Friday, September 22, 2006

My Favorite Myth

God has created the world in play. – Sri Ramakrishna

A simple, childlike story in India’s ancient scriptures tells how multiplicity emerged from unity. The Lord, the One without a second, felt very lonesome one morning. After all, he was the only thing that existed in the entire universe, so when he looked around him, he could see no one but himself. This did not satisfy him at all. He wanted to play.

So he made playmates. Out of himself he created the myriads of creatures, the two-footed and the four-footed. He started playing with them, playing hide-and-seek, which is what life is all about. We are all playing this game with the Lord. We are all seeking him, and he is hiding playfully from us.

It is easy to talk about this, sing about this, paint this, but it is an entirely different matter to experience it. Yet in deepest meditation, the veil separating you and me can drop. Then, beneath the varied costumes, we will be able to perceive the same supreme Reality whom we call God, who is playing his game in the world.
--Eknath Easwaran

I have heard it said that myths can convey truths that literal accounts of reality cannot. Or myths can convey these truths more effectively because they resonate with deeper levels of consciousness. I've never found this to be true in my case, but maybe that's my failing and doesn't apply to people in general.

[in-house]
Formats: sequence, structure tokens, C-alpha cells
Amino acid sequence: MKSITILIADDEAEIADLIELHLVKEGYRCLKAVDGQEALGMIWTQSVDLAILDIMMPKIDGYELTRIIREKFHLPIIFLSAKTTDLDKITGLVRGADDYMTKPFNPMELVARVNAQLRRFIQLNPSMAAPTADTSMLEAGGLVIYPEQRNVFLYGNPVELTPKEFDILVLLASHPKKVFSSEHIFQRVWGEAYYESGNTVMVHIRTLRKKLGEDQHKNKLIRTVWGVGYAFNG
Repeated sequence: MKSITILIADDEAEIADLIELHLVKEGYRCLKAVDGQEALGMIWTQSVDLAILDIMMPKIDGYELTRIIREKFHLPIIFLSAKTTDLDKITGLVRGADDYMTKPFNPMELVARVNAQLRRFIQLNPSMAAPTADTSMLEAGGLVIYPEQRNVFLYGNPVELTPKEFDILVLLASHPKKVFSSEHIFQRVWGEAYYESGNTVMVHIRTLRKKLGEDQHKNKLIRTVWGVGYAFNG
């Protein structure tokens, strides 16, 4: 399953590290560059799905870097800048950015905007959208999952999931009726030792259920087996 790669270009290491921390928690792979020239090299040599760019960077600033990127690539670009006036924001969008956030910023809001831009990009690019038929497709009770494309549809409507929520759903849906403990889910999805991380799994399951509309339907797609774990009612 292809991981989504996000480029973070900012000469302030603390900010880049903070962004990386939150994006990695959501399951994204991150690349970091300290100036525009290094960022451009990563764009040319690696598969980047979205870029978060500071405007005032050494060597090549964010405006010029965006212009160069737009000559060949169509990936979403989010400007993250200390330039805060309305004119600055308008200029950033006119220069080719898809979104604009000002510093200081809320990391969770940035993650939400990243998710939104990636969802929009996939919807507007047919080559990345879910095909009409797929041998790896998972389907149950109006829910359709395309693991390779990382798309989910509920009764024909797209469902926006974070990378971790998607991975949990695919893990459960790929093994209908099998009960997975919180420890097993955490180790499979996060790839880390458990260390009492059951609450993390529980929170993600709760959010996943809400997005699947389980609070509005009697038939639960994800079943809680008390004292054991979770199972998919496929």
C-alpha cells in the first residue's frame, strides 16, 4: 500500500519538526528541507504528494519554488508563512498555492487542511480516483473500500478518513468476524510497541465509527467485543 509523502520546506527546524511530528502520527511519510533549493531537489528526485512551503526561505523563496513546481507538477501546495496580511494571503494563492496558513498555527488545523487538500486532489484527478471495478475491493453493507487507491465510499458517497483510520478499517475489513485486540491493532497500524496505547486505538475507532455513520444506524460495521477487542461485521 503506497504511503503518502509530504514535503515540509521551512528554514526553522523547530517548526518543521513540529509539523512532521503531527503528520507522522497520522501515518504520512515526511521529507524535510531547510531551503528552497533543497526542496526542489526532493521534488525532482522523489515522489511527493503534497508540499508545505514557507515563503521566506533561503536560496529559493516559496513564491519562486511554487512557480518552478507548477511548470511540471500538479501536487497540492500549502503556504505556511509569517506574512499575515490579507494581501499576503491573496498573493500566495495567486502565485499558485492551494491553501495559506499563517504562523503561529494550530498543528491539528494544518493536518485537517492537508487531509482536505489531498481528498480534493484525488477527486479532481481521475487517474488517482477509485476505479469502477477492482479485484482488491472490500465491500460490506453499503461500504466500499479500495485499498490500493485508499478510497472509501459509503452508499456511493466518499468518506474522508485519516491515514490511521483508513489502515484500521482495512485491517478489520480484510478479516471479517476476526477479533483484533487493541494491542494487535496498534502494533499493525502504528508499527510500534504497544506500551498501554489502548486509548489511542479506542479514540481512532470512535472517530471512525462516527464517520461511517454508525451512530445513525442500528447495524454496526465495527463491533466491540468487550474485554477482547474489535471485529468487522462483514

However, of all the myths I have ever heard about God, the universe, and human beings and how they all relate, the Hindu myth that Easwaran recounts above with his characteristic clarity and succinctness seems the truest and affects me with the most force. I have questions, such as why a perfect God would ever need to entertain Itself by unknowingly playing all of these imperfect roles that it ultimately seeks to see through so that it can regain its state of perfection from which it will then seek to divert Itself. But I still believe that it is the best myth yet devised, or of which I'm aware, to address the fundamental questions about existence and undergird a wisdom tradition worthy of the name.

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